W3C home > Mailing lists > Public > public-lod@w3.org > August 2008

Re: freebase parallax: user interface for browsing graphs of data

From: David Huynh <dfhuynh@alum.mit.edu>
Date: Tue, 19 Aug 2008 18:27:54 -0700
Message-ID: <48AB731A.5060205@alum.mit.edu>
To: Tim Berners-Lee <timbl@w3.org>
CC: public-lod@w3.org, semantic-web@w3c.org

Tim Berners-Lee wrote:
> On 2008-08 -17, at 04:02, David Huynh wrote:
>> I can also explain that distinction in a different way. Parallax is 
>> intended to be a browser, not a query builder. Personally, to me a 
>> query builder implies a closed-world database where there are few 
>> types and how these types are connected is understood by the user. 
>> For example, the database might contain data about publications, 
>> authors, and conferences. The user is assumed to be aware of how 
>> those types are connected. The query builder can then let the user 
>> specify patterns to match this closed graph by presenting the query 
>> graph in some visual way. Now, if we're dealing with an open world 
>> instead, then I don't think a query graph, and hence, a query 
>> builder, is suitable conceptually. Parallax embodies a browsing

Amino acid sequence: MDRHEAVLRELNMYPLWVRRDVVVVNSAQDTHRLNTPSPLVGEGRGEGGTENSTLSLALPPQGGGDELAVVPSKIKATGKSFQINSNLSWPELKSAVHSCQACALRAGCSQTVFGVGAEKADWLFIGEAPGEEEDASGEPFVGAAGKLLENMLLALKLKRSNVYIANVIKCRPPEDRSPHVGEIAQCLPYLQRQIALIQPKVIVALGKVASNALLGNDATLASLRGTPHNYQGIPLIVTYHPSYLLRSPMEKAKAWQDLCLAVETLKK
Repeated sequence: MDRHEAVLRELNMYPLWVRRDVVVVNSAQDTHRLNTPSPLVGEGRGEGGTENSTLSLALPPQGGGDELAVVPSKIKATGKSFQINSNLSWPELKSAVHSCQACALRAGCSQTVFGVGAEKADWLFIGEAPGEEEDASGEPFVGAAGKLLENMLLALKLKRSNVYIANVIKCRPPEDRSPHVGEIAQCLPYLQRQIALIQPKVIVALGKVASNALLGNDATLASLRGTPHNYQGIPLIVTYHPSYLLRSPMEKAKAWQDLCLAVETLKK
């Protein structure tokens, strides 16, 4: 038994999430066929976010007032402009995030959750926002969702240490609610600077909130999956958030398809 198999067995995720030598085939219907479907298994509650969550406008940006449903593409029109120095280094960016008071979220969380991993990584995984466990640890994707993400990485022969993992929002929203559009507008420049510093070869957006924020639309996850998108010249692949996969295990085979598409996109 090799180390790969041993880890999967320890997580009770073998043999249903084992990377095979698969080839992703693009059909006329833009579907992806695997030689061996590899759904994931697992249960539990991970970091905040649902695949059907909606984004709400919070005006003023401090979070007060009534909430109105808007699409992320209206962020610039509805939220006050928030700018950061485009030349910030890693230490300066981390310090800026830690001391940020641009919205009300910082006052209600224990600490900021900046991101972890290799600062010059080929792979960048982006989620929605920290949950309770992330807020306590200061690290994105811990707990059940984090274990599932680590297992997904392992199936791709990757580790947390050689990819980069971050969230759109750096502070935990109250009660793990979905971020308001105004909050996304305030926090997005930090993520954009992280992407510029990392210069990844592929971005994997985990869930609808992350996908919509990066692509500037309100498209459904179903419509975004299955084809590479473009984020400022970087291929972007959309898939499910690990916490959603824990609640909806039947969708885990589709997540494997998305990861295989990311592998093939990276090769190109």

>> paradigm instead of a query building paradigm.
> This is the issue which Tabulator addresses, really.  See [1].   I 
> felt the dichotomy wasn't between browsing and query-building but 
> browsing and analyzing something something one has found.
Hence, the name "Tabulator", I suppose :)

>    The transition in tabulator comes when you have browsed a and found 
> and selected a subgraph and then you ask for a view of all similar 
> subgraphs out there in the web, with the button we now call 'find 
> all'.  (As you have to first select a set of fields, it isn't 
> intuitive for the newbie.  -- I like your "what on earth just 
> happened?" popups!   Maybe it needs one of those.)  The generation of 
> the query is query by example. It is similar,  but freebase parallax 
> allows you to follow any relationship which presidents have, rather 
> than picking a specific president as an example and then generalizing. 
> This avoids problems of finding an example which uncharacteristically 
> doesn't have the direction you want.
The trouble is of course when the whole web is the database, it's hard 
to suggest those relationships (connections) for a set of entities. How 
might one solve that problem? I suppose something like Swoogle can help. 
Is that what Tabulator uses to know what data is on the SW?

David
Received on Wednesday, 20 August 2008 01:28:54 UTC

This archive was generated by hypermail 2.3.1 : Sunday, 31 March 2013 14:24:17 UTC